This vine does best in full sun to semi-shade areas, but is able to tolerate light shade. It prefers moderate water during the growing season and drier periods during dormancy, but will become drought tolerant with maturity. Plant in well-drained soil and feed with general fertilizer in the spring. Prune to shape as desired.
The name is derived from the Greek aristos, meaning best, and lochia, meaning delivery, because it was valued in child birthing and the resemblance of the shape of the flower as a human fetus in the womb.
It grows well in USDA Zones 9-11. For cold regions, it can be grown in a pot. The vines are heavy and require strong support. Keep in a bright, warm spot indoors for winter and move it outdoors in summer when the threat of frost is gone. Water as necessary, keeping the soil slightly moist, but not soggy. Move the pot to a sheltered location in autumn before the cold weather sets in, and bring it back indoors if temperatures drop below freezing for more than a short time.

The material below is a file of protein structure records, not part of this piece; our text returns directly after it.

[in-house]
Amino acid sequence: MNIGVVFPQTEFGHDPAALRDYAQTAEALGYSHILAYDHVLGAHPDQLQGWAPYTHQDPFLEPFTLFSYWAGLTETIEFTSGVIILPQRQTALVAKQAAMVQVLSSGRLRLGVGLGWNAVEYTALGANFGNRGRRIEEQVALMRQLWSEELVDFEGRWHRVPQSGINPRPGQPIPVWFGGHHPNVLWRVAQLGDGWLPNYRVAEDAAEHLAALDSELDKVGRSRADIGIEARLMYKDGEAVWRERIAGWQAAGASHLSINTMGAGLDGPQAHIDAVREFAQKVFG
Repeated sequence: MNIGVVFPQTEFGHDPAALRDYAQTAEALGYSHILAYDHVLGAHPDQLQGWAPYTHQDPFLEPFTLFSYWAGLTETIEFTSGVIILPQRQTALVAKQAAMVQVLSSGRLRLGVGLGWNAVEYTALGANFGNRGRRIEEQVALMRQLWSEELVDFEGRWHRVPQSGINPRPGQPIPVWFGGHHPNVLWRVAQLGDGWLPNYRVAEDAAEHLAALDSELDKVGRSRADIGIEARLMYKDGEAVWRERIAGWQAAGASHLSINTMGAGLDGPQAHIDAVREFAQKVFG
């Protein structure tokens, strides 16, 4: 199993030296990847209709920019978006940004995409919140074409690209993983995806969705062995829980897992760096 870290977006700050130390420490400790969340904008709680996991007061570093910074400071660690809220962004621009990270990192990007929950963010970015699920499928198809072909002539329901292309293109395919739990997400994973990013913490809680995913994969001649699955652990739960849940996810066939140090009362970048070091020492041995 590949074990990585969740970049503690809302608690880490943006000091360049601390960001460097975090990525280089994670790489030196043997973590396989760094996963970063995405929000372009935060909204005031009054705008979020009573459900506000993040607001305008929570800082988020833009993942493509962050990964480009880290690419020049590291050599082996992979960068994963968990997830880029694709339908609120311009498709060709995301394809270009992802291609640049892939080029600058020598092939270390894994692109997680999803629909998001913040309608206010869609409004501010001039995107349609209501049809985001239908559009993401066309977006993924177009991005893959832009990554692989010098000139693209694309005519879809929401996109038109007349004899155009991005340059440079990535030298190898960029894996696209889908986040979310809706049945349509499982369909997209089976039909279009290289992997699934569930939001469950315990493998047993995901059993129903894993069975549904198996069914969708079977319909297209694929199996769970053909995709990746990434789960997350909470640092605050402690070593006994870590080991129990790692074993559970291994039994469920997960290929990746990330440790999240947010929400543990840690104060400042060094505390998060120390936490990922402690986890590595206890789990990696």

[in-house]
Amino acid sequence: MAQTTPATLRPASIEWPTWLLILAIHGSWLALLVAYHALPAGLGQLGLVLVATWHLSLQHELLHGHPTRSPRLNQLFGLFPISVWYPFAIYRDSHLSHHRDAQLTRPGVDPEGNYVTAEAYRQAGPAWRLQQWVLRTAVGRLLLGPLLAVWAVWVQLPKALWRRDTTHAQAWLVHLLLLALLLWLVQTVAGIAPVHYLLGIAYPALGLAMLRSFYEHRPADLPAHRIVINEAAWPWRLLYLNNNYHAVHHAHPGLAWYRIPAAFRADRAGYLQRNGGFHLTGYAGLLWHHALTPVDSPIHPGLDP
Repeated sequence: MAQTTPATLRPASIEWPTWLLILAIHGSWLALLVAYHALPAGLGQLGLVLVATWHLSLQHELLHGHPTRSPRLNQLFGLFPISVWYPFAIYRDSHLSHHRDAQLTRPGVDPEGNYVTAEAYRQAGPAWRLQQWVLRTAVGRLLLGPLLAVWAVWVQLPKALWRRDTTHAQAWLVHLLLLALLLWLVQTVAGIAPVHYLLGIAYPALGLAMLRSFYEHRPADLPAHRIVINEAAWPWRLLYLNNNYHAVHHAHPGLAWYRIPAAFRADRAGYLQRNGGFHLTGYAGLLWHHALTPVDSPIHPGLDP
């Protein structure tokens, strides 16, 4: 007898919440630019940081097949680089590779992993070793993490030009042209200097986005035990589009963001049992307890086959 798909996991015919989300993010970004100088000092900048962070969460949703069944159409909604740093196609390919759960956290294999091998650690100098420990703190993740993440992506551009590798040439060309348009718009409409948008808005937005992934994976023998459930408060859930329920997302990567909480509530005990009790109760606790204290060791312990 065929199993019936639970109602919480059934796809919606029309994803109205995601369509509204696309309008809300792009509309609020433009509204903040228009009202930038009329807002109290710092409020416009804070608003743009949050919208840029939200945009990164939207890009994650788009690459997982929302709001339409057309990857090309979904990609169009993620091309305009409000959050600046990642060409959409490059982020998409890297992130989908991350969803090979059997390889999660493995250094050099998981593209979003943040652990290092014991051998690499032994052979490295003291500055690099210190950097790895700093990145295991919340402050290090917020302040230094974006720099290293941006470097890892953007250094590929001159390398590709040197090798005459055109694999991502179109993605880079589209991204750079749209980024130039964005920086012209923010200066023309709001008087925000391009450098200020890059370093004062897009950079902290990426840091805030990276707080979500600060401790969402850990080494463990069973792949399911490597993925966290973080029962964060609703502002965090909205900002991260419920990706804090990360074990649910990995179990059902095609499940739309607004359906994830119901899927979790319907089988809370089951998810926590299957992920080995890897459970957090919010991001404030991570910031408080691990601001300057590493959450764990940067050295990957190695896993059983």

Aristolochia littoralis is an attractive plant, with its white and off-white flowers, tinged with red or crimson, and large yellowish-green pipe-like calyx. The blooms are also a favorite of butterflies and hummingbirds. This plant is butterfly larval plant. This ornamental vine is cultivated in Hawaii and other tropical areas for its colorful and unique pipe shaped flowers that are usually pollinated by flies which are attracted to the carrion-like odor and to the purple and brown color of the flowers. The striking foliage and flowers add interest to any garden. Though considered an invasive species in some areas, in more temperate regions this plant is a great addition to the garden.